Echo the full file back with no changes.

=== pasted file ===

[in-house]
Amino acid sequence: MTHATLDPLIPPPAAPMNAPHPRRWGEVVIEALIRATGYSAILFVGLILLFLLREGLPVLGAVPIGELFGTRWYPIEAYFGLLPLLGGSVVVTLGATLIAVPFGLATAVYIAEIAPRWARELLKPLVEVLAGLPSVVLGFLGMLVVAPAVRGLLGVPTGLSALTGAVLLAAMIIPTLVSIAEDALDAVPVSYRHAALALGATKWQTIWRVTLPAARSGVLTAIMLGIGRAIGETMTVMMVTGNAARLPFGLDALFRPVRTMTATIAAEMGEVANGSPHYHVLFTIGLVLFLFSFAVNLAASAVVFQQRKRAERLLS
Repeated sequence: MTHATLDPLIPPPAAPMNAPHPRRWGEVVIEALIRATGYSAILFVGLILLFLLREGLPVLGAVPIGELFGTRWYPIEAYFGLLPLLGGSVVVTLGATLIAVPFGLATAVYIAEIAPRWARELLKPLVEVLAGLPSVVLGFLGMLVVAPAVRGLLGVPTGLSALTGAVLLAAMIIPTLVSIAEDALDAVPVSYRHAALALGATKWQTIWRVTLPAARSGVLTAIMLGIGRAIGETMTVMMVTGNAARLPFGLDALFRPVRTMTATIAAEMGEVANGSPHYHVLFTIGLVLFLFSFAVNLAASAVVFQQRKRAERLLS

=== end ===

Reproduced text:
[in-house]
Amino acid sequence: MTHATLDPLIPPPAAPMNAPHPRRWGEVVIEALIRATGYSAILFVGLILLFLLREGLPVLGAVPIGELFGTRWYPIEAYFGLLPLLGGSVVVTLGATLIAVPFGLATAVYIAEIAPRWARELLKPLVEVLAGLPSVVLGFLGMLVVAPAVRGLLGVPTGLSALTGAVLLAAMIIPTLVSIAEDALDAVPVSYRHAALALGATKWQTIWRVTLPAARSGVLTAIMLGIGRAIGETMTVMMVTGNAARLPFGLDALFRPVRTMTATIAAEMGEVANGSPHYHVLFTIGLVLFLFSFAVNLAASAVVFQQRKRAERLLS
Repeated sequence: MTHATLDPLIPPPAAPMNAPHPRRWGEVVIEALIRATGYSAILFVGLILLFLLREGLPVLGAVPIGELFGTRWYPIEAYFGLLPLLGGSVVVTLGATLIAVPFGLATAVYIAEIAPRWARELLKPLVEVLAGLPSVVLGFLGMLVVAPAVRGLLGVPTGLSALTGAVLLAAMIIPTLVSIAEDALDAVPVSYRHAALALGATKWQTIWRVTLPAARSGVLTAIMLGIGRAIGETMTVMMVTGNAARLPFGLDALFRPVRTMTATIAAEMGEVANGSPHYHVLFTIGLVLFLFSFAVNLAASAVVFQQRKRAERLLS